This week, the FDA announced its approval for the first daily oral contraceptive in the U.S. without a prescription. After decades of scientific research on the safety, effectiveness, and overall benefits of the availability of over-the-counter contraceptives for people of all ages, the FDA’s decision means that Opill,, a progestin-only birth control pill produced by HRA Pharma, will soon be accessible over the counter. 

This is a significant milestone for reproductive healthcare in the U.S., and a critical step toward ensuring access to contraception to everyone who needs it. More than 19 million women of reproductive age in the U.S. live in contraceptive deserts – meaning they lack reasonable access to a health center that offers a full range of contraceptive methods within a county of residence. The expansion of contraceptive availability is a pivotal stride forward in expanding reproductive healthcare access, although it is not a replacement for legislation to protect abortion rights. 

Ensuring access to a full range of reproductive healthcare, including contraception and abortion, is critical in achieving workplace equality for women. IWPR reports that access to contraception increases women’s educational attainment and labor force participation.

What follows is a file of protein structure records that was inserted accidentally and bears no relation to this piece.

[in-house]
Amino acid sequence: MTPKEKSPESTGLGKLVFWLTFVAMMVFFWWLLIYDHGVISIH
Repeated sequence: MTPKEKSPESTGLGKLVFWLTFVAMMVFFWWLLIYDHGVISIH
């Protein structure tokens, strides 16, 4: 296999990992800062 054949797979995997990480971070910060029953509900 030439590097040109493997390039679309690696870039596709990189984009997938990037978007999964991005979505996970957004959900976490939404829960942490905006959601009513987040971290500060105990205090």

Additionally, IWPR research shows that women with access to contraception have seen their wages grow more rapidly in their 30s and 40s than women who do not have access to contraceptives, resulting in substantially higher earnings. Moreover, women with access to contraception by age 20 are less likely to live in poverty later in life. The economic effects of expanded access to contraception are evident across generations, substantially reducing the number of those living in poverty as children and into adulthood.

 Overall, contraception is not only pivotal to women’s ability to exercise full autonomy within their lives, by allowing  people to delay childbirth it directly also increases women’s opportunities for  educational attainment and personal economic mobility and power. Women’s ability to access comprehensive reproductive health care is a human right. Women of color are often most impacted, because they are more likely to lack access to contraception. As a result, the expansion of the availability of oral contraception is a monumental step forward toward equity in reproductive health care for all. 

With the FDA’s approval of over-the-counter availability, it’s now critical that we work to ensure that Opill is financially accessible. Perrigo, the company that owns HRA Pharma, has not yet indicated what the total cost of Opill will be. Private health insurance companies are not currently required to cover over-the-counter products, so plans typically don’t. Medicaid under the Affordable Care Act covers over-the-counter products only with a prescription. While the expanded availability of contraception represents critical progress, it must remain affordable for all to access to truly be a game-changer for all women.